What’s in it for plan sponsors?

B.C. and other provinces with pharmacare systems offer the clearest incentive for following their lead, says Barbara Martinez, national practice leader for drug solutions at
Canada Life Assurance Co.

In B.C., once an individual has spent their drug plan deductible, the province will pay 70 per cent of drug expenses, with the private plan taking responsibility for the rest. “If you’re not forcing the switch to the biosimilar then you’re likely paying the full cost of the biologic and that could represent an increased cost to private payers,” she says.

Read: Mental-health conditions, specialty meds driving drug plan cost increases in 2019: report

While most provinces don’t integrate public and private plans, there may still be value in adopting similar policies to reduce drug spend and allow for an easier transition to the public plan should it be required, says Joanne Jung, pharmacy practice leader in Canada at Willis Towers Watson.

There’s been a low uptake in biosimilars to date, she notes, “because private payers say members have choice, but when you leave it open like that, most don’t naturally go to the biosimilar, the majority will still go for the [biologic]. You need policy to actually delist the biologic brand for either new starts or have a switching policy.”

Some insurers have adopted preferential biosimilar policies, including Green Shield Canada, which implemented preferential listing in February 2018 and offers plan sponsors, like the City of Toronto, non-medical switching policies.

Canada Life will follow Alberta’s policy next year by only reimbursing the cost of the biosimilar and requiring any patients on biologics to switch to the biosimilar where it exists and is safe for them to do so, says Martinez. “That way, we’re going to ensure we’re fully integrating with those . . . provincial regulations or standards and that will mean lower costs for plan sponsors.”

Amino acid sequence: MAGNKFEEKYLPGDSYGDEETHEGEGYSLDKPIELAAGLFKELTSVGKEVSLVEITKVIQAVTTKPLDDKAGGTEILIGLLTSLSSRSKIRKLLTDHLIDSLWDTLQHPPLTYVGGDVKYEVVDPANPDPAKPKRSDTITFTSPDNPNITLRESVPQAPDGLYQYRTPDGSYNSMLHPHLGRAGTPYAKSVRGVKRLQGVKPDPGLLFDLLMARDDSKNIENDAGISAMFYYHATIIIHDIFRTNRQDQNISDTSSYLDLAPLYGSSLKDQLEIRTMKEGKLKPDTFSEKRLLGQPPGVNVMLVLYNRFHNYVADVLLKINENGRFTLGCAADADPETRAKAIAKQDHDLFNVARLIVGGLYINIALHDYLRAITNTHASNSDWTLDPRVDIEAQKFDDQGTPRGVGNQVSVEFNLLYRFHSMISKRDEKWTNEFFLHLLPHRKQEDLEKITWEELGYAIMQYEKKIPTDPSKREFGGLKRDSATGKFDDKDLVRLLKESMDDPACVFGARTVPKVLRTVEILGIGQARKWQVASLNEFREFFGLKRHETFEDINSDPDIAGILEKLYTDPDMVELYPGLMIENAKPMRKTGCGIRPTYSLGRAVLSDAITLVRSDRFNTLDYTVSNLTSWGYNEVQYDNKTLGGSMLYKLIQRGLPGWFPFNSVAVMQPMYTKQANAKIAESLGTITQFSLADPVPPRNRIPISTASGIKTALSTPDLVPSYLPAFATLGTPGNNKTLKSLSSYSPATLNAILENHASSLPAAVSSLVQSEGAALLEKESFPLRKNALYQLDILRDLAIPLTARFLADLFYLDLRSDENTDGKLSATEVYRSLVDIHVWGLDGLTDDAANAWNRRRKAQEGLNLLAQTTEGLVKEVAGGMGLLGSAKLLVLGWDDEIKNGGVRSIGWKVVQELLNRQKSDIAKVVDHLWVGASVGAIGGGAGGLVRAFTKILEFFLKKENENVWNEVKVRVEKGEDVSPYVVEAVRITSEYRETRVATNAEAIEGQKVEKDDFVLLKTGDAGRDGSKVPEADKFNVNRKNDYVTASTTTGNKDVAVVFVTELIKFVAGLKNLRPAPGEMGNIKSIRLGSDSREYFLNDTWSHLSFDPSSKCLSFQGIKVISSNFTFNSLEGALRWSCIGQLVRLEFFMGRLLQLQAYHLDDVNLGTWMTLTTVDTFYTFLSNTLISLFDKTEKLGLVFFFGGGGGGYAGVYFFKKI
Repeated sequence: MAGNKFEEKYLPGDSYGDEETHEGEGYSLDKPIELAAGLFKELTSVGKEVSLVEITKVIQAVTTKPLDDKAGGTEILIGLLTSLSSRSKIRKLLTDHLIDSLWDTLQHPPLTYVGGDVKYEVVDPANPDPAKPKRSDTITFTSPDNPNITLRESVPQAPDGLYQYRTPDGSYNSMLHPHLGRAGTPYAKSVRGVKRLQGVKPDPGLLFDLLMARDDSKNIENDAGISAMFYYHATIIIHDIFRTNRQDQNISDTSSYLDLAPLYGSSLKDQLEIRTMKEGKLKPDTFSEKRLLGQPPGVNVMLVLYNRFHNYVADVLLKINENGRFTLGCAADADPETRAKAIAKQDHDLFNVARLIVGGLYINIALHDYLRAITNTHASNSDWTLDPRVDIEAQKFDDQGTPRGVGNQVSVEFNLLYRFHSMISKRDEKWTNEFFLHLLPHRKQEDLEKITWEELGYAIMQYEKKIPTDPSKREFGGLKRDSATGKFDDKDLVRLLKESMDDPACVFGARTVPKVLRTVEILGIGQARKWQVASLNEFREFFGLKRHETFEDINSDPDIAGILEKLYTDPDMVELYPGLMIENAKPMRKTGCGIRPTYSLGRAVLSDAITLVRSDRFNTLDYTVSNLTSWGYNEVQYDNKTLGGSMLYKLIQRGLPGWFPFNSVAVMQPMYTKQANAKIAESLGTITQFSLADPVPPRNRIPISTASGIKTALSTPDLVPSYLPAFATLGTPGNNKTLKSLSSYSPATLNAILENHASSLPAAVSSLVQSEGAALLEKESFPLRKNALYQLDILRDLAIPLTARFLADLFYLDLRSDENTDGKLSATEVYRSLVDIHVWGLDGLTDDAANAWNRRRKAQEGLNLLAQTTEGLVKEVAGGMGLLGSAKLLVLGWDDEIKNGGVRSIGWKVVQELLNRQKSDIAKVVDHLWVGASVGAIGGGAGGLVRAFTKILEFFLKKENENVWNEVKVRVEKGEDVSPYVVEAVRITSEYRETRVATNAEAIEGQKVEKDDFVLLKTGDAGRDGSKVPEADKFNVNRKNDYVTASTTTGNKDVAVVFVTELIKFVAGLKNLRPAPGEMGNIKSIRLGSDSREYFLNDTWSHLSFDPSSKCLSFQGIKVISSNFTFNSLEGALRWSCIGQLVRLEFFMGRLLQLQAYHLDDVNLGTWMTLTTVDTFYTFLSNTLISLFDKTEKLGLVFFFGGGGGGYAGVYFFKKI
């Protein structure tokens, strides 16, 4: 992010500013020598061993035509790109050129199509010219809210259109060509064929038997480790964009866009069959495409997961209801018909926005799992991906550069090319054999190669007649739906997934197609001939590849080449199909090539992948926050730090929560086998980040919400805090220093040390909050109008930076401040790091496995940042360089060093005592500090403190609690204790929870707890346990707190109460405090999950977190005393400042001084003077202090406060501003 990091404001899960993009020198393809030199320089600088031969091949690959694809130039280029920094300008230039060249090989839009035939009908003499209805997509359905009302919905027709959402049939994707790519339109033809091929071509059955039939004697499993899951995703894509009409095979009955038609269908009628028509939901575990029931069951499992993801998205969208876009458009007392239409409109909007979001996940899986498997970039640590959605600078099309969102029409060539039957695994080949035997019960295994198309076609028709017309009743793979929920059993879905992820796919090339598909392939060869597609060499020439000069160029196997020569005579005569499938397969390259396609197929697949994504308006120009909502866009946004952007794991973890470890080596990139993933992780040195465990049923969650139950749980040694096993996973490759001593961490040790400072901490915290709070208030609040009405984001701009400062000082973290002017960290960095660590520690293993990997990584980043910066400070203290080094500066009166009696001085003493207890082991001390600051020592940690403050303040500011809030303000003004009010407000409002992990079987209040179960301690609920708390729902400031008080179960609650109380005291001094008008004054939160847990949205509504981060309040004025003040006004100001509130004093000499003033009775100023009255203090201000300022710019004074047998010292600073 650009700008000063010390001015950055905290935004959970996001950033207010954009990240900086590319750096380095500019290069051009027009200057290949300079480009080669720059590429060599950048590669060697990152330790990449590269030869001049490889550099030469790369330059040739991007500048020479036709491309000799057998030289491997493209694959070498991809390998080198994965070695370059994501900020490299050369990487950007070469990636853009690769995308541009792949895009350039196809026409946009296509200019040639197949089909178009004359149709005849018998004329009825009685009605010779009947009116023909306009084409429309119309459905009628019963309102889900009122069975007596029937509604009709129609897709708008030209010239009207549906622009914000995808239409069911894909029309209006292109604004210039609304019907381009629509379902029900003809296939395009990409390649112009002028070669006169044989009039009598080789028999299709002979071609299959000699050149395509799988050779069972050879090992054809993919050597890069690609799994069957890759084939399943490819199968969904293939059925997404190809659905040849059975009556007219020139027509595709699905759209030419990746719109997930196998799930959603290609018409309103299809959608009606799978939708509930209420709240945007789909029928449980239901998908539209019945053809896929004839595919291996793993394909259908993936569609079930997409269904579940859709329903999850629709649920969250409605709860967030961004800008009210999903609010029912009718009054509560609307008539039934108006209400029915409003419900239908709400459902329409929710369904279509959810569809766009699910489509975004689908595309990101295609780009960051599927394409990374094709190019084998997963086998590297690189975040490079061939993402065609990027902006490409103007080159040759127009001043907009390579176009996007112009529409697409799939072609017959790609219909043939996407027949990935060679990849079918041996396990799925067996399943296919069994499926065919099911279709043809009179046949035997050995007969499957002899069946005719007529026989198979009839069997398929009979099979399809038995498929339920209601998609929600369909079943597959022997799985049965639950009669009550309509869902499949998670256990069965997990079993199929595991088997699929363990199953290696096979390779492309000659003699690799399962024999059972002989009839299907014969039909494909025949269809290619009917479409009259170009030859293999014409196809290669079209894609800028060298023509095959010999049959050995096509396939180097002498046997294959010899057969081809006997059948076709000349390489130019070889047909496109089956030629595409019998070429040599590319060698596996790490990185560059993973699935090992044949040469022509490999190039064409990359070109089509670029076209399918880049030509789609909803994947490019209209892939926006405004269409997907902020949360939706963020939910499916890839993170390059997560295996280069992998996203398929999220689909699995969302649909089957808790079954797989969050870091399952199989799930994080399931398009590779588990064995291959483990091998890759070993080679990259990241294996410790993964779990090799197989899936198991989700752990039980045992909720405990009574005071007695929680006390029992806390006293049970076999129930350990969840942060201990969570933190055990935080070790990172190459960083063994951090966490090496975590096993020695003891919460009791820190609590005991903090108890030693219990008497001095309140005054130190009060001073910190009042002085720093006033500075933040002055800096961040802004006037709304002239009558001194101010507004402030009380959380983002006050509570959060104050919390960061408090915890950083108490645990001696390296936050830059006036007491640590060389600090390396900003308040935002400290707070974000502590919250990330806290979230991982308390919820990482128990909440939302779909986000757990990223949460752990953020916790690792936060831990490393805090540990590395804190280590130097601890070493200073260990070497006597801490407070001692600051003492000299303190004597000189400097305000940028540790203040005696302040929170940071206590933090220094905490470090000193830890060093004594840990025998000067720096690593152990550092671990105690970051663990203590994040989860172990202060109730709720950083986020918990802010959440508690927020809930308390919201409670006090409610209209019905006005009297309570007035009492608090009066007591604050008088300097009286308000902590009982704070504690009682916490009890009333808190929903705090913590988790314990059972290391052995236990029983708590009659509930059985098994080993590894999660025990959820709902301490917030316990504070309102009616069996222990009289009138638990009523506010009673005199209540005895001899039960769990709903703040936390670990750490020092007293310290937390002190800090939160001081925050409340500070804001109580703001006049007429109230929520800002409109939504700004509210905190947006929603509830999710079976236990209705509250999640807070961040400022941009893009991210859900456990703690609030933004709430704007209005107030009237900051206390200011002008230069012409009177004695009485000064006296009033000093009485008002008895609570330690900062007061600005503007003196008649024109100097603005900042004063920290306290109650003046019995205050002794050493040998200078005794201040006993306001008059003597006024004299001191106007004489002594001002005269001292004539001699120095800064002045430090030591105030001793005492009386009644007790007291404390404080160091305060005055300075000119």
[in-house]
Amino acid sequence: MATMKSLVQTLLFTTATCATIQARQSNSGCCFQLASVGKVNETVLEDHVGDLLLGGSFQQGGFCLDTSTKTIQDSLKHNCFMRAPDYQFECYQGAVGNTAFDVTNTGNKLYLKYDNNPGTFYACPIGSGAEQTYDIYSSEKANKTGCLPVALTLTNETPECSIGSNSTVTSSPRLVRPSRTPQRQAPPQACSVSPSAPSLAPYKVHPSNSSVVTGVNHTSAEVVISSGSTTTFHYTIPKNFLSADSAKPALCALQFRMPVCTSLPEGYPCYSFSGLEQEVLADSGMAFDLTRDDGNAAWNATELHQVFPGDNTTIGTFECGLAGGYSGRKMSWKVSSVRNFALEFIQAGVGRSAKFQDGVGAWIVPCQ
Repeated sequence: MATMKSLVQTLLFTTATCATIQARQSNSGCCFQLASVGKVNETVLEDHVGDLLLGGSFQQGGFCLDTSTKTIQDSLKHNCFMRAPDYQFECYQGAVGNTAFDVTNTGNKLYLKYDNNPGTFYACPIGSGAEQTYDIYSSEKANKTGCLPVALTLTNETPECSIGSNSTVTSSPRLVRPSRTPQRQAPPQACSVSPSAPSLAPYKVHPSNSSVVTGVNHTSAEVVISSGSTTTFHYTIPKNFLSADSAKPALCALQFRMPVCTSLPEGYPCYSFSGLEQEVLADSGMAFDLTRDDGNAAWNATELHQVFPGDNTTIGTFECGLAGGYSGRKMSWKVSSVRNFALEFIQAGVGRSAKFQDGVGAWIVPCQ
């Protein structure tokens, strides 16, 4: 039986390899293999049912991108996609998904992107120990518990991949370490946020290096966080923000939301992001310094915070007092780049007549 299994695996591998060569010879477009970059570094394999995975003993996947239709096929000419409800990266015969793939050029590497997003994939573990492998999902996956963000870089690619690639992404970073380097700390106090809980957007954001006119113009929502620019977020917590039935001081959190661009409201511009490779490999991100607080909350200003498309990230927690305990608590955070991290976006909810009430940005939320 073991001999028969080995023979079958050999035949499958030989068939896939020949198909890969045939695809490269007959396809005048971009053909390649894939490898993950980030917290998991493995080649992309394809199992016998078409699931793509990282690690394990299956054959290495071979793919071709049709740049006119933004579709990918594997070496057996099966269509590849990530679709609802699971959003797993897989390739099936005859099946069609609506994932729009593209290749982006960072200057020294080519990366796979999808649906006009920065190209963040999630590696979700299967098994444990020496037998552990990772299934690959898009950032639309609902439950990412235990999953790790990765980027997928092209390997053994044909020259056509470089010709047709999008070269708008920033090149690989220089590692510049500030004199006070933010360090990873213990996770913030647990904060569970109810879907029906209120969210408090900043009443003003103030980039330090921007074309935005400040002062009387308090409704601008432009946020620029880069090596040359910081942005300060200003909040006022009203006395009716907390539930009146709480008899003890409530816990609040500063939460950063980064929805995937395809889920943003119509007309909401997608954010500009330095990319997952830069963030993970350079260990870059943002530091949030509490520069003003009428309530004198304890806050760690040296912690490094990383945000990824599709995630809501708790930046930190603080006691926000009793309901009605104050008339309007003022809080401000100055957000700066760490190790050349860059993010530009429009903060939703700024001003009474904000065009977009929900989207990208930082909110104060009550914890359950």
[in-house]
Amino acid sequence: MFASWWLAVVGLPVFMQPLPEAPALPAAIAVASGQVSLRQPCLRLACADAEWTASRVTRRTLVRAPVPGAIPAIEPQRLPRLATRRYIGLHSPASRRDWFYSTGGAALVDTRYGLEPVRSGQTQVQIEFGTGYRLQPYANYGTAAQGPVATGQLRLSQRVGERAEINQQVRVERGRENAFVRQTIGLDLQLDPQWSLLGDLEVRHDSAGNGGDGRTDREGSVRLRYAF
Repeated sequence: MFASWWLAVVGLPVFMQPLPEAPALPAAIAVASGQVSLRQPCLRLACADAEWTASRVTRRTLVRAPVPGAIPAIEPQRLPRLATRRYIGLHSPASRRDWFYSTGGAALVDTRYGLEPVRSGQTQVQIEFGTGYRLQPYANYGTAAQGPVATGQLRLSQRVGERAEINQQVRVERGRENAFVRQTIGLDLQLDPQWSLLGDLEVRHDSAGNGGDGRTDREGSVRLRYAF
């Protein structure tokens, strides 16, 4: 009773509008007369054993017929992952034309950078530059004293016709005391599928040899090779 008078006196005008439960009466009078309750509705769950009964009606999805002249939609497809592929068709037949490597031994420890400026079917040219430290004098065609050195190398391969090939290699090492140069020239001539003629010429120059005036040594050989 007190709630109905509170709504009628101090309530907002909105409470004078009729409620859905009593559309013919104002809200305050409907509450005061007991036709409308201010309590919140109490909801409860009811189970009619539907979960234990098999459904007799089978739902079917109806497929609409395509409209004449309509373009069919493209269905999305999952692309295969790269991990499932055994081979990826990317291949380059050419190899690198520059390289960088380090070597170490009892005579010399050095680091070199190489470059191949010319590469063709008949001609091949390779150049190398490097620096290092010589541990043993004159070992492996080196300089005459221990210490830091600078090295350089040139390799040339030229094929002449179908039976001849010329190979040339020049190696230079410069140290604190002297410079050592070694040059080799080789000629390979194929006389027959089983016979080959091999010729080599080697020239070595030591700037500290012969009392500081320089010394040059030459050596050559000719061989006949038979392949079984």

Not a simple choice

Another benefit of aligning with the provinces is that insurers can work with them to provide support and education to patients around switching, she adds.

Read: How are insurers using block-level contract amendments to control drug costs?

“Biosimilars have relatively low market share in Canada [and] that would lead one to believe that physicians and patients aren’t well-educated and need some support around understanding why they should switch. . . . There’s a whole education component to making sure that both the patient and the physician really understand why it’s done and why it’s safe to do.”

Suzanne Lepage, a private health plan strategist, notes that while switching policies can help reduce plan sponsors’ drug spend, it’s not a simple choice. “Medically, it’s not always the best choice for all patients and there should be the opportunity for exceptions based on medical needs.”

Private plans also have different aims than public plans, she notes. “A public plan is not concerned about workplace productivity [or] long-term disability. They don’t consider things that are important to private plans, so maybe mimicking a public plan isn’t the best choice for a private [plan].”

Kelsey Rolfe is a freelance journalist based in Toronto.

Correction/clarification: This story has been updated to reflect that Ontario has yet to implement a non-medical switching policy. The updated story also clarifies Nova Scotia and Saskatchewan’s current listing policies for biologics and biosimilars.